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April 23, 2009

Halters & Young Foals - Almost Disaster

Sometimes the least expected can happen. And this time it could have ended in disaster for this beautiful young colt.


I'm going to tell you about a disaster I barely dodged this week.

I have 2 outside Quarter Horse mares in my barn in corrals. One has a nice mule colt. The owner brought them Monday to rebred to Mav. Cathy was helping me tonight with the breeding. We had just bred one mare and were letting Mav catch his breath.

While we were waiting, We were watching the mule baby play bouncing and rearing bucking. The mare's owner had left her halter on her when he left her at my farm. The mare was eatting grain in a pan on the ground while baby played. Before we knew it, the baby ran his front foot through the mom's halter and could not pull it out. Then he started fighting it. The mare then picked her head up. The colt was standing on his back feet stuck.

I headed that way and the mare saw me coming and almost paniced but I started talking to her, and she calmed down a little. The baby had lost his balance and was hanging there. But as soon as that happen he went limp.

So I got in there and picked him up to take the weight off his leg and tried holding him up and getting his foot out. Well that didn't work because of the angle he was in. So I let him down again hanging and I went to work getting the mare's halter undone. Her owner always kept it on her, and it had been on a long time, and was hard to get undone. I did finally get it undone and the colt jumped up and was ok.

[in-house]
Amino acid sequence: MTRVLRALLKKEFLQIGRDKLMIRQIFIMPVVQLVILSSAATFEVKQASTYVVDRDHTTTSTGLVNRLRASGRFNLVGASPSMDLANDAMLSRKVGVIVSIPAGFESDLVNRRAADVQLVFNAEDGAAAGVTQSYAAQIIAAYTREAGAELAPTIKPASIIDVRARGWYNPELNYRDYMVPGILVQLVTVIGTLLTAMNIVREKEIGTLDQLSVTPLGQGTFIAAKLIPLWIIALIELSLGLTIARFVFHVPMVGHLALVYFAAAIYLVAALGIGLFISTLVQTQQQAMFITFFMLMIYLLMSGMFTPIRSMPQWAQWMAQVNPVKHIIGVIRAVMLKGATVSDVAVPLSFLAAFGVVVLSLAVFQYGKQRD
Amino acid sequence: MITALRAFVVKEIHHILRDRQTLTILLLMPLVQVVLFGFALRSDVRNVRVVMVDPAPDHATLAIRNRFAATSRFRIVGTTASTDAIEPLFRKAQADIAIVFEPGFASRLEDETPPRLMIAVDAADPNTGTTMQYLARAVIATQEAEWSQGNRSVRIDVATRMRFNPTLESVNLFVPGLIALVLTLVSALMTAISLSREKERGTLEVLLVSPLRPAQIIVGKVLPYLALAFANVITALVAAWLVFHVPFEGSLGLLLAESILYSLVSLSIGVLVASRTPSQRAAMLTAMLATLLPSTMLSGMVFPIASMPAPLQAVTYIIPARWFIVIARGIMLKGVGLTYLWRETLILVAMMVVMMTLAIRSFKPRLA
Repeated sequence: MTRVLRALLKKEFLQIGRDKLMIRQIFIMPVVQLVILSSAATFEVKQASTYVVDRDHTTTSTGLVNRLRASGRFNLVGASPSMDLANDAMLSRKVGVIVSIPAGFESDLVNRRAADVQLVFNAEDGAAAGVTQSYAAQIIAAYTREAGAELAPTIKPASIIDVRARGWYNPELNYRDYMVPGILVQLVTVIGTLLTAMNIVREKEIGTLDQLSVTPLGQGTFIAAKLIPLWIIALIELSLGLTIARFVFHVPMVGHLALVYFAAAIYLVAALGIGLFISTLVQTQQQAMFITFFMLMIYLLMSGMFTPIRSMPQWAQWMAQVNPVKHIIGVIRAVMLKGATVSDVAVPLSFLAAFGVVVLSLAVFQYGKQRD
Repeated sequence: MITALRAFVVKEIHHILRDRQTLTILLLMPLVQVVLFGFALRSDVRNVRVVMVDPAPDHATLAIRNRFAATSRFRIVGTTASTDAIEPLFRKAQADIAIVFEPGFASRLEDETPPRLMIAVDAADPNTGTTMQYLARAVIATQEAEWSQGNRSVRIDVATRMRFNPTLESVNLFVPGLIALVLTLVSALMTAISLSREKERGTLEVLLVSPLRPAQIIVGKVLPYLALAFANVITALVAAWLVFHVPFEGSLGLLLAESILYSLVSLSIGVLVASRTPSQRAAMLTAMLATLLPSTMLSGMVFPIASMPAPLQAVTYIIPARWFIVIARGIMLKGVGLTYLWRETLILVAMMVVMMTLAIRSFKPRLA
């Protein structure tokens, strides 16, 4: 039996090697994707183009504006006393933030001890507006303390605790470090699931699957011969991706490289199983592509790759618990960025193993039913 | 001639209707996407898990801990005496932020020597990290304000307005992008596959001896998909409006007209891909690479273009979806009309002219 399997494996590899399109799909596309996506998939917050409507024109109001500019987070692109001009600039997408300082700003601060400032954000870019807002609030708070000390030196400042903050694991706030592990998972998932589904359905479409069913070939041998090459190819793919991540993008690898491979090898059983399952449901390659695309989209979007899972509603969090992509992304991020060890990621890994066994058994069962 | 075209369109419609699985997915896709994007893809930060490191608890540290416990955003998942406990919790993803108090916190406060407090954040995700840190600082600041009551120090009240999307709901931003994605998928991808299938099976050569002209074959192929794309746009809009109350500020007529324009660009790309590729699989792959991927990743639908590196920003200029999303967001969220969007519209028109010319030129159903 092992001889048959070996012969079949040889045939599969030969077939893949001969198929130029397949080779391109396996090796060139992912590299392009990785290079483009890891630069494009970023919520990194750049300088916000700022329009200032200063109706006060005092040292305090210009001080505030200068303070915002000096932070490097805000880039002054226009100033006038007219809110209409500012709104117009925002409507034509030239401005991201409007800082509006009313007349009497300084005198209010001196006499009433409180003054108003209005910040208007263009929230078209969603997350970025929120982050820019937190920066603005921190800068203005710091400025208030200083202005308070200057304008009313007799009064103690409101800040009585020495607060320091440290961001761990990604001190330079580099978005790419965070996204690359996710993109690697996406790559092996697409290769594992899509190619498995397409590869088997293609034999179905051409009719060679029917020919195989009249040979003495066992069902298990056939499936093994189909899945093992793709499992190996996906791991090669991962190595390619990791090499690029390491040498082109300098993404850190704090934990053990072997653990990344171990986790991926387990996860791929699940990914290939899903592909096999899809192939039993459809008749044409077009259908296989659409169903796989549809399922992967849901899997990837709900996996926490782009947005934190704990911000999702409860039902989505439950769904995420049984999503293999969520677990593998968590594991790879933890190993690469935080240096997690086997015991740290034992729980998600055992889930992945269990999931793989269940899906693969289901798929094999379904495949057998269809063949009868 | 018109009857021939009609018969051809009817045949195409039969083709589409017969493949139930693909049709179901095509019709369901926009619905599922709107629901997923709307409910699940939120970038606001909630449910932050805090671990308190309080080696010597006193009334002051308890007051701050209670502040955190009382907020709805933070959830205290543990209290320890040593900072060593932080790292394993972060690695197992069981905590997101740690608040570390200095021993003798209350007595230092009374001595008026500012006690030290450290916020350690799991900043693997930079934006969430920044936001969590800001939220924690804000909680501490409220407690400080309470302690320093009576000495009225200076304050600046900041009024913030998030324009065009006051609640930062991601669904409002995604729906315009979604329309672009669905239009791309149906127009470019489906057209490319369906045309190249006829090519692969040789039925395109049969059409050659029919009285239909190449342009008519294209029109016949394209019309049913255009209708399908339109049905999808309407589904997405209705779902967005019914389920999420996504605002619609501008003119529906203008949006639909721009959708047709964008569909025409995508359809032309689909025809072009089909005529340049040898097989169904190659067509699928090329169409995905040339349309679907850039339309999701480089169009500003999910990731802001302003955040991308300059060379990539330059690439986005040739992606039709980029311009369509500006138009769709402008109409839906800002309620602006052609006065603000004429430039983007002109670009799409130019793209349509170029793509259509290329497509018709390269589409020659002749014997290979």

Well after that experience, I went around and started taking halters off of everyone who still had one on. I never had seen something like that happen or even heard of it happening. I was sure glad it happen when we were there!

This experience sure opened my eyes to what everyone has been saying about not leaving halters on. I wonder if a horse colt would have paniced and broken his leg in that situation, or if his mother had spooked, what might have happen. That young mule sure knew he was in trouble and went plum limp.

Please take this story as a warning that it can be very dangerous or even deadly to leave halters on your donkeys and mules when they are unattended. And even when attended, you should watch to make sure your lively young colts don't get hung up in someone else's halter.

Article by Anthony.

Posted by Guest Contributor at April 23, 2009 11:03 PM


so glad the colt was not hurt. We own donkeys and mules and were advised by our farrier not to leave halters on either when not working them or having them vetted or hooves trimmed because of the many disasters they knew had occurred with haltered donkeys and mules. Good advice. Also, they learn to associate the halter being put on as something going to happen and can help with training.

Posted by: Bobbi Church at July 26, 2009 04:44 PM

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